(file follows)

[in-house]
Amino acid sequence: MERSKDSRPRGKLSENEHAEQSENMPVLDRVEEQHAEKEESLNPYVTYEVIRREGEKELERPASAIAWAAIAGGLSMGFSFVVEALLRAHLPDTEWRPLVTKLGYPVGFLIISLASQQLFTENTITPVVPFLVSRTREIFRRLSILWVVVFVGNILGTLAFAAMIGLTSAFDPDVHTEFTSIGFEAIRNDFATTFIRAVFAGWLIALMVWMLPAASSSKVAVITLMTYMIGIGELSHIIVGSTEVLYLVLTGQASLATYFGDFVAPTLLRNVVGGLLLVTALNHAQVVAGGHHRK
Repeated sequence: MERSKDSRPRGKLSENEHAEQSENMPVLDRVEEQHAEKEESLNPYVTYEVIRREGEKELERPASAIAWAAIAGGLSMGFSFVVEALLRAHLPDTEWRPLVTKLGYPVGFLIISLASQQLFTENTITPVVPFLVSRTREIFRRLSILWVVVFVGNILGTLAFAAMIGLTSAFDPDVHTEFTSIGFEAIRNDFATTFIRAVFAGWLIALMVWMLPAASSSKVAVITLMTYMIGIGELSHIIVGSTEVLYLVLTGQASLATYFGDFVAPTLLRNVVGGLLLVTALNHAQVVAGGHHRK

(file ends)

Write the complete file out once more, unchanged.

[in-house]
Amino acid sequence: MERSKDSRPRGKLSENEHAEQSENMPVLDRVEEQHAEKEESLNPYVTYEVIRREGEKELERPASAIAWAAIAGGLSMGFSFVVEALLRAHLPDTEWRPLVTKLGYPVGFLIISLASQQLFTENTITPVVPFLVSRTREIFRRLSILWVVVFVGNILGTLAFAAMIGLTSAFDPDVHTEFTSIGFEAIRNDFATTFIRAVFAGWLIALMVWMLPAASSSKVAVITLMTYMIGIGELSHIIVGSTEVLYLVLTGQASLATYFGDFVAPTLLRNVVGGLLLVTALNHAQVVAGGHHRK
Repeated sequence: MERSKDSRPRGKLSENEHAEQSENMPVLDRVEEQHAEKEESLNPYVTYEVIRREGEKELERPASAIAWAAIAGGLSMGFSFVVEALLRAHLPDTEWRPLVTKLGYPVGFLIISLASQQLFTENTITPVVPFLVSRTREIFRRLSILWVVVFVGNILGTLAFAAMIGLTSAFDPDVHTEFTSIGFEAIRNDFATTFIRAVFAGWLIALMVWMLPAASSSKVAVITLMTYMIGIGELSHIIVGSTEVLYLVLTGQASLATYFGDFVAPTLLRNVVGGLLLVTALNHAQVVAGGHHRK